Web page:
Words On Birds by Steve Grinley

Rare Geese Make Massachusetts Stopovers
March 28, 2009
By Steve Grinley

     This has been the year of the rare goose. Though unusual geese show up from time to time in Massachusetts, this year we have had unprecedented numbers of rare geese make an appearance. Birders often check a flock of Canada geese to see if there is a white-fronted, cackling, or barnacle goose in the flock. Snow geese do come through our area in small numbers and, rarely, there may be a smaller Ross’ goose mixed in.

     This year, there was a flock of seventeen white-fronted geese that showed up in Saugus a few weeks ago. This is a record number for anywhere in New England and they were still around as of last weekend. Seven Ross’ geese were discovered in Ipswich a couple of weeks ago and eight were found the same day in Easthampton, in the western part of the state. Later, another single Ross’ goose showed up on Plum Island, roosting at night on Stage Island Pool with the seven Ross’ geese from Ipswich! Two more Ross’ geese have been hanging out on the Merrimack River in West Newbury by the Rocks Village Bridge. Several blue geese, which are now considered to be a dark morph of the snow goose, have been seen on Plum Island this past week.

     All these geese, in all these numbers, are truly remarkable here, and this phenomenon goes far beyond what birders expect to see. In fact, it makes us realize that identifying EVERY bird is the only way to find the rare ones among the more common. Doug Chickering of Groveland shares a case in point:

     “Last Saturday after lunch at one of our favorite restaurants in Essex, Lois Cooper suggested that we check the fields around Northgate Road and Argilla road for whatever. What with all these White-fronted Geese about… it was a good idea. We turned up Northgate Road and drove slowly towards Argilla, just before reaching the corner I saw several white birds clustered in a large widely spread flock of Canada Geese. A quick look through my binoculars revealed seven white geese gathered together in the middle of the field busily feeding away. The field was right at the corner of Northgate and Argilla at Ascot horse farm, next to their paddock. They were a glowing pure white with pristine black wing tips and had their heads down in the brown grass grazing. “Snow geese.” I announced with confidence, and we both took looks and then remarked that we don’t often see Snow geese here.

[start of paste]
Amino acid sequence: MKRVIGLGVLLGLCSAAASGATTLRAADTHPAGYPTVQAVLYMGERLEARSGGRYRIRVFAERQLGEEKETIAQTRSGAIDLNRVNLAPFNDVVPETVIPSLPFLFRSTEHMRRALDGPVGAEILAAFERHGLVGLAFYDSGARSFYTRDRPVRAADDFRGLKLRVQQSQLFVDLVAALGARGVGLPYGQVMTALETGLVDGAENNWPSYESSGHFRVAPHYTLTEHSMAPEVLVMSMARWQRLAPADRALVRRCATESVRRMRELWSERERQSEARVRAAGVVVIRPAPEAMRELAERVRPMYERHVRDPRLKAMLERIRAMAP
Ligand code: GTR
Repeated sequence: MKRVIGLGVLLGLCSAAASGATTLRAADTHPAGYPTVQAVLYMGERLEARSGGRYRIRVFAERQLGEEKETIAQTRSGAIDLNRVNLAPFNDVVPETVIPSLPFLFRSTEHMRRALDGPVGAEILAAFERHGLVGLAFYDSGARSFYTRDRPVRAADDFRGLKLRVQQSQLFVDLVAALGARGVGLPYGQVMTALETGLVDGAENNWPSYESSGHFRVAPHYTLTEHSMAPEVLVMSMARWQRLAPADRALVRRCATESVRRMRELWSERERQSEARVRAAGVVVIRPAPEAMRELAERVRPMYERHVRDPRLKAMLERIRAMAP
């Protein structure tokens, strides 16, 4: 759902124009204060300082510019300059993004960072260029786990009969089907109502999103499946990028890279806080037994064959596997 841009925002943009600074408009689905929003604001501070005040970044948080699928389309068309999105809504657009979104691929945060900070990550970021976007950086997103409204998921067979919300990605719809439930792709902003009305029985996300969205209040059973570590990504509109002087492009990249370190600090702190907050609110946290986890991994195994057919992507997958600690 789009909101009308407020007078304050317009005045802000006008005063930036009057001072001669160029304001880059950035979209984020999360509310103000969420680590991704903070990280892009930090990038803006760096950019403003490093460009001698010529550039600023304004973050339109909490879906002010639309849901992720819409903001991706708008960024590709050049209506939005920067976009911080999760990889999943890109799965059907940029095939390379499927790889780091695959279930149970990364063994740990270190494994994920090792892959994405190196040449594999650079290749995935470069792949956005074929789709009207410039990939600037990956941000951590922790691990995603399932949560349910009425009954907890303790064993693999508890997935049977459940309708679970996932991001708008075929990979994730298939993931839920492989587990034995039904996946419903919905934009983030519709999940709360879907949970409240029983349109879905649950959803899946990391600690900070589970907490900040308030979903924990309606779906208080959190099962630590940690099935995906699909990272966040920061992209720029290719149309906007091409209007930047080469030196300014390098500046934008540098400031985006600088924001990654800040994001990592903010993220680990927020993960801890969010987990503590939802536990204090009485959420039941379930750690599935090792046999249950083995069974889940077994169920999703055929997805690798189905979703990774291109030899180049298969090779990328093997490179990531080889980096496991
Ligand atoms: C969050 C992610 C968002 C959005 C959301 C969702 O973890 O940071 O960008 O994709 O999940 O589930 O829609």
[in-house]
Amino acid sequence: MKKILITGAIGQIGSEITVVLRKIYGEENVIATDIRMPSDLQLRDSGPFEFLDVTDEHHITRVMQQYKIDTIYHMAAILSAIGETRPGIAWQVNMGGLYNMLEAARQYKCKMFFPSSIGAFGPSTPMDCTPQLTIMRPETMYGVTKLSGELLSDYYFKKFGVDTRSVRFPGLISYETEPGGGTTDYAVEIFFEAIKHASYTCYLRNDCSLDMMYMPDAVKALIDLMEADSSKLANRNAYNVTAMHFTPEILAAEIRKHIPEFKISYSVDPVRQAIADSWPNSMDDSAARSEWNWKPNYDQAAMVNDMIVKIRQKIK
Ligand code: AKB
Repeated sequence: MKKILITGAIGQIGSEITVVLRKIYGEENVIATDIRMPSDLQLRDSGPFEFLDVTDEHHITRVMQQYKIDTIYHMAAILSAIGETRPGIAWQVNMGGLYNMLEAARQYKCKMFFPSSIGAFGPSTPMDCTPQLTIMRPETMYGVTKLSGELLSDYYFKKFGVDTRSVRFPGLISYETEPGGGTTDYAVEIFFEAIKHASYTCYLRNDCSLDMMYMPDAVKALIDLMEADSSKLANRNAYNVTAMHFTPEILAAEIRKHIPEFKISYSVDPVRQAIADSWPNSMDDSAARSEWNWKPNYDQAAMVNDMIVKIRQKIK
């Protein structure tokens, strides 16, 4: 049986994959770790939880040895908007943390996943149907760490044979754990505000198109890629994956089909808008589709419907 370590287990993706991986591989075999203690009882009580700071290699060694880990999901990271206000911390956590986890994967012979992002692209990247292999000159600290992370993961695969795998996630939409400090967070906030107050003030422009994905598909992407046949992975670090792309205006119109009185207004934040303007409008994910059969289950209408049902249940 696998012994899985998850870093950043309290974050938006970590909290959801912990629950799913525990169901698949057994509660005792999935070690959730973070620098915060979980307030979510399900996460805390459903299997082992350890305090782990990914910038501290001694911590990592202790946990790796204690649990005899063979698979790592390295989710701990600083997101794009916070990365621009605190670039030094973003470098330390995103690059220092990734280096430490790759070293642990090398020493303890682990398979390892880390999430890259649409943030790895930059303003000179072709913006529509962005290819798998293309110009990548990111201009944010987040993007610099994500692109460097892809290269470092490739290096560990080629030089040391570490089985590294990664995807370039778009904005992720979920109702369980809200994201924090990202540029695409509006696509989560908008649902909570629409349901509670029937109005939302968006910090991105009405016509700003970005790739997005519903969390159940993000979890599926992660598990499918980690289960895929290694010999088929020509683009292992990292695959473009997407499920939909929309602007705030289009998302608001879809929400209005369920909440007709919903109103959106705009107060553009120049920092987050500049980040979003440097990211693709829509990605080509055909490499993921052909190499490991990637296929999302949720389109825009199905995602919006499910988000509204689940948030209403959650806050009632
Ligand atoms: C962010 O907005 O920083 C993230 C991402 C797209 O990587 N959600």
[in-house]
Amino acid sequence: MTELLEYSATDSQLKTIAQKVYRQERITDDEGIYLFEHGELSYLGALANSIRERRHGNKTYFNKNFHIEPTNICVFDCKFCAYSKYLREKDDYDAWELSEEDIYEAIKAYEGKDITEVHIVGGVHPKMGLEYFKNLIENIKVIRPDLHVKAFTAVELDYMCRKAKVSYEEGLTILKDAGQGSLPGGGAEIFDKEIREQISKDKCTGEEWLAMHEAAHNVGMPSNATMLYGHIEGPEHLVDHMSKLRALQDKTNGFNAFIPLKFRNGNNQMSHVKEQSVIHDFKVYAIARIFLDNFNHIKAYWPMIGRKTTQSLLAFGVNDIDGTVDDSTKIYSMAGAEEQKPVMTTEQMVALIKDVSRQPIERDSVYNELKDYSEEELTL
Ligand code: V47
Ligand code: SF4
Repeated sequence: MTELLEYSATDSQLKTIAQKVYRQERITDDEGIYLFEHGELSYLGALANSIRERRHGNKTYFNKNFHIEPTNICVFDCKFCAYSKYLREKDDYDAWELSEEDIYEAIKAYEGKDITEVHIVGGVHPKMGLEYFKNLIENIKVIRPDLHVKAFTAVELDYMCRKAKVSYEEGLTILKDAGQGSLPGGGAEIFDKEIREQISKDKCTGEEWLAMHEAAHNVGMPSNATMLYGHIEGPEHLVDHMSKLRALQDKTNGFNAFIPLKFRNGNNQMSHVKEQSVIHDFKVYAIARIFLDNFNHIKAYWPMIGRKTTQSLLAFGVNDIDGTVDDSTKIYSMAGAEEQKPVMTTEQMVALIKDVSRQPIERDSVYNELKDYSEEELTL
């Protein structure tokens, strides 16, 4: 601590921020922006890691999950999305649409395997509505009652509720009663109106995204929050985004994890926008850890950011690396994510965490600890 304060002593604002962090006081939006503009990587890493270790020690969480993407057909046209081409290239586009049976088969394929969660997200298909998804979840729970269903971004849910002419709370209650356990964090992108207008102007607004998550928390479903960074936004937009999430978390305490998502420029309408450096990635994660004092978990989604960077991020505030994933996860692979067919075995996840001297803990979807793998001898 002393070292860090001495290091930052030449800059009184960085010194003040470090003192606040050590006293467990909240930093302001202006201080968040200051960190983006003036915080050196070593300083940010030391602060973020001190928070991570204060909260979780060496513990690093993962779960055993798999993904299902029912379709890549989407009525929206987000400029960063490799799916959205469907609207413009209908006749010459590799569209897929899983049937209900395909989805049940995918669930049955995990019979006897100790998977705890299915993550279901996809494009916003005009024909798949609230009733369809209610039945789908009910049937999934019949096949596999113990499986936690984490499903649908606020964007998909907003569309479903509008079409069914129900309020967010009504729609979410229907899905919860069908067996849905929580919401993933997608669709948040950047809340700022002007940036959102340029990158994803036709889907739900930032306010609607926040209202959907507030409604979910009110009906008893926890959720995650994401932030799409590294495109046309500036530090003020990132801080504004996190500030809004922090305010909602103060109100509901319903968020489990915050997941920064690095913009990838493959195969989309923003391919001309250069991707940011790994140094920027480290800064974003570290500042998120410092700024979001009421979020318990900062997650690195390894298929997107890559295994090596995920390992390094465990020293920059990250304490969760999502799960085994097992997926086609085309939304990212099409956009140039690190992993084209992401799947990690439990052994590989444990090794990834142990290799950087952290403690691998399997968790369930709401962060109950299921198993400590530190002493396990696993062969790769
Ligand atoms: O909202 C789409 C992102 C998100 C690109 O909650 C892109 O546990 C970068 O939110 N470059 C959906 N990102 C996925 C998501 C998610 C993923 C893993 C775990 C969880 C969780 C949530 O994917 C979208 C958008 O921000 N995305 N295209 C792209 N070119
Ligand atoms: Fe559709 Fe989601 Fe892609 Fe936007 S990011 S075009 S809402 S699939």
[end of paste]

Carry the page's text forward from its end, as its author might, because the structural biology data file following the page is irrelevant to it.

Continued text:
“We turned the corner onto Argilla Road and I had a second thought. Perhaps it would be a good idea to look more carefully among the Canada’s in hopes of finding a White-fronted Goose. We stopped I got out and walked across the road to where the geese were just on the other side of the roadside brush, close enough to me that the ones on the edge moved away upon my approach. I poured over them carefully, occasionally passing quickly over the Snow geese. The Snow geese were on the just beyond of a slight rise, never lifted their heads and I paid them scant attention. Not finding anything unusual, I returned to the car and we moved on.

     “You can imagine my surprise upon reading Rick Heil’s posting [on Massbird]. Seven Ross’ Geese! I was, of course mortified. I had casually passed over a life bird, confident in my bogus identification, and thus learned a hard lesson about paying attention in the field. I once birded with the estimable Dick Forster and noticed that he examined every bird he saw. Why I didn’t learn that lesson then is inexplicable; but I can only hope that I have learned my lesson now. The Ross’ Goose was not only a Massachusetts Life Bird, it was a World Life Bird. Not only was it a life bird it was my 600th North American Life Bird. Therefore I consider myself fortunate that the birds have stayed long enough for us to find on them again this morning. So with an equal measure of delight and gratitude, Lois and I were able to observe these birds, close up, for prolonged looks, while in the happy company of friends. And now I read in Massbird that there is another flock of Ross’ Geese in Easthampton. First large numbers of White-fronted Geese and now an invasion of Ross’ Geese. What’s this all about? It has been a hard winter to be sure, but it certainly has had its merits.”

Steve Grinley
Bird Watcher’s Supply & Gift
Route 1 Traffic Circle
194 Route 1
Newburyport, MA 01950
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